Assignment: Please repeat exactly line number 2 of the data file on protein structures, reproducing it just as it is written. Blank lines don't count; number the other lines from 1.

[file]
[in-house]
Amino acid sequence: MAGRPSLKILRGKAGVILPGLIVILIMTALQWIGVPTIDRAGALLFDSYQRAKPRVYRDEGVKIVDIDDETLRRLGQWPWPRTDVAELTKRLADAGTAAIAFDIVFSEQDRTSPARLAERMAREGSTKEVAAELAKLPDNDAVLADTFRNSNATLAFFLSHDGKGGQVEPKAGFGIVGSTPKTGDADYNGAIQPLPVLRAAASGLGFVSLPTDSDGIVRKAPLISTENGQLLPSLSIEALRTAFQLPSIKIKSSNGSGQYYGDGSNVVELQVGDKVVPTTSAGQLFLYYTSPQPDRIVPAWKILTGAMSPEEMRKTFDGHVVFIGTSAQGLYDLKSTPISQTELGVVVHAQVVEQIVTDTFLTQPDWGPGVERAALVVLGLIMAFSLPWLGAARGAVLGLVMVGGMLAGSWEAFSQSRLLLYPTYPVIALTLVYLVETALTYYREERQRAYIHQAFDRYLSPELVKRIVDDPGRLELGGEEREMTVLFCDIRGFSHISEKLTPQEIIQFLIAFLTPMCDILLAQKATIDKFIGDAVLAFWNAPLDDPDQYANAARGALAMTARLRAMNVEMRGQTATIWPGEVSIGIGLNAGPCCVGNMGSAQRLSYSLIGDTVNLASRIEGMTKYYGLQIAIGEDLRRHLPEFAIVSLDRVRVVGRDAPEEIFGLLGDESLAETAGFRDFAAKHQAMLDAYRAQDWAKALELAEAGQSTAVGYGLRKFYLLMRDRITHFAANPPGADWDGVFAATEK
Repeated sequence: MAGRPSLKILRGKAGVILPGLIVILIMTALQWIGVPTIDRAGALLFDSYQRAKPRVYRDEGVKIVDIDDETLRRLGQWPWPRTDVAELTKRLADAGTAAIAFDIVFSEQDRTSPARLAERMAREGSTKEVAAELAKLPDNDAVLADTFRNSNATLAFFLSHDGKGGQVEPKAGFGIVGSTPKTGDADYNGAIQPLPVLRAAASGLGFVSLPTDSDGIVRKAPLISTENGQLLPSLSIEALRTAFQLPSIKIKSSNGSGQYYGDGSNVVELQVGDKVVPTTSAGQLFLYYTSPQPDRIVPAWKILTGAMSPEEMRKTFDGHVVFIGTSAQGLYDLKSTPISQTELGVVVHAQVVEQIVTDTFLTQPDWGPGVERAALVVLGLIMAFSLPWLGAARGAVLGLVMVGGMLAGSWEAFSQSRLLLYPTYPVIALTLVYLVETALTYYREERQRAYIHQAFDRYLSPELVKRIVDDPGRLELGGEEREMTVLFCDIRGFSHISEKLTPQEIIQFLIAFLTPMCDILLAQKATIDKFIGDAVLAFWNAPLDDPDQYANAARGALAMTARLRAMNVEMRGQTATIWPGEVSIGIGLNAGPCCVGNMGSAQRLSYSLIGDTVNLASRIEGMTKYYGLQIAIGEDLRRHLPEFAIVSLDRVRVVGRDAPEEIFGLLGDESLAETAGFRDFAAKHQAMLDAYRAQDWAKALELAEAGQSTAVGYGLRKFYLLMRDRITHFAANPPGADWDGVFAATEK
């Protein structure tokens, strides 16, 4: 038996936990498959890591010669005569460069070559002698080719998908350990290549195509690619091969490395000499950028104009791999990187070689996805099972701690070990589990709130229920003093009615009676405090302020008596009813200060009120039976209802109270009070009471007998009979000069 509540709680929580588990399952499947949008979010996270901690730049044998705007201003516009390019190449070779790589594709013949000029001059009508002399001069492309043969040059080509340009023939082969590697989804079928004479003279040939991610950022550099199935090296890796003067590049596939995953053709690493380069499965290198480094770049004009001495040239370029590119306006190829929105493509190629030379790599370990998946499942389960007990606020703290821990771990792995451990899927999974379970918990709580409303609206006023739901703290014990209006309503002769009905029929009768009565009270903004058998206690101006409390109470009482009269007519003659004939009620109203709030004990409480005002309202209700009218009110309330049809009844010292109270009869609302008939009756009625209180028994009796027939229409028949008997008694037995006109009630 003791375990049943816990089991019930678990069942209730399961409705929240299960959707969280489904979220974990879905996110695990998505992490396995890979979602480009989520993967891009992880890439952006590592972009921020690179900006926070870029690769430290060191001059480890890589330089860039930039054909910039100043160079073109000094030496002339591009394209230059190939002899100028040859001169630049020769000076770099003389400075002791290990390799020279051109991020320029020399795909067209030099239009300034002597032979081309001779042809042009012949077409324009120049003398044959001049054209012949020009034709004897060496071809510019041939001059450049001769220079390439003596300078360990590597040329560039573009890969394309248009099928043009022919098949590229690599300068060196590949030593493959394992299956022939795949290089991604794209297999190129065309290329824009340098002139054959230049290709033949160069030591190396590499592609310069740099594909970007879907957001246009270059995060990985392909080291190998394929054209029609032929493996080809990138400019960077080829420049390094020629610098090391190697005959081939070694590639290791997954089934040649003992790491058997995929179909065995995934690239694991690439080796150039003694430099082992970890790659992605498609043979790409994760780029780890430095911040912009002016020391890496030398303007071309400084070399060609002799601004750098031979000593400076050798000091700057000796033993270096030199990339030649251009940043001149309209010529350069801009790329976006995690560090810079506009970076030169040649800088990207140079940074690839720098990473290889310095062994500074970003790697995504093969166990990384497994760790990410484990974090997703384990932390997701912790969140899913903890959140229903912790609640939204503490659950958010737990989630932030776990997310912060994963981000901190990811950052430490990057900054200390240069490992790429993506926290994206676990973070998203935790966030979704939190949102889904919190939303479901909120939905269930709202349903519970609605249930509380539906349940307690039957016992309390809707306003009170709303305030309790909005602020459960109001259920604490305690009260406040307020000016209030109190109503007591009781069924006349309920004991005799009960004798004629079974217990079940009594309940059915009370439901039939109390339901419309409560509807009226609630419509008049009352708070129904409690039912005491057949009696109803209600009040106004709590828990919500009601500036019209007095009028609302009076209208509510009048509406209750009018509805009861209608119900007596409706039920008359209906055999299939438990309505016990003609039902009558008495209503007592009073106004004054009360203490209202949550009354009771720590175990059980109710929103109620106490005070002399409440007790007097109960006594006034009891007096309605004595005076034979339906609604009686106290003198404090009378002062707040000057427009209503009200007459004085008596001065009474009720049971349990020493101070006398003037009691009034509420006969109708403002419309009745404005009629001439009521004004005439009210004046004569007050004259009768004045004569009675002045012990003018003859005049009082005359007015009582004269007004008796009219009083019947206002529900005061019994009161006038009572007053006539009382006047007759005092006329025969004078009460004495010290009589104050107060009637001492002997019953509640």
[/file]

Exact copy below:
Amino acid sequence: MAGRPSLKILRGKAGVILPGLIVILIMTALQWIGVPTIDRAGALLFDSYQRAKPRVYRDEGVKIVDIDDETLRRLGQWPWPRTDVAELTKRLADAGTAAIAFDIVFSEQDRTSPARLAERMAREGSTKEVAAELAKLPDNDAVLADTFRNSNATLAFFLSHDGKGGQVEPKAGFGIVGSTPKTGDADYNGAIQPLPVLRAAASGLGFVSLPTDSDGIVRKAPLISTENGQLLPSLSIEALRTAFQLPSIKIKSSNGSGQYYGDGSNVVELQVGDKVVPTTSAGQLFLYYTSPQPDRIVPAWKILTGAMSPEEMRKTFDGHVVFIGTSAQGLYDLKSTPISQTELGVVVHAQVVEQIVTDTFLTQPDWGPGVERAALVVLGLIMAFSLPWLGAARGAVLGLVMVGGMLAGSWEAFSQSRLLLYPTYPVIALTLVYLVETALTYYREERQRAYIHQAFDRYLSPELVKRIVDDPGRLELGGEEREMTVLFCDIRGFSHISEKLTPQEIIQFLIAFLTPMCDILLAQKATIDKFIGDAVLAFWNAPLDDPDQYANAARGALAMTARLRAMNVEMRGQTATIWPGEVSIGIGLNAGPCCVGNMGSAQRLSYSLIGDTVNLASRIEGMTKYYGLQIAIGEDLRRHLPEFAIVSLDRVRVVGRDAPEEIFGLLGDESLAETAGFRDFAAKHQAMLDAYRAQDWAKALELAEAGQSTAVGYGLRKFYLLMRDRITHFAANPPGADWDGVFAATEK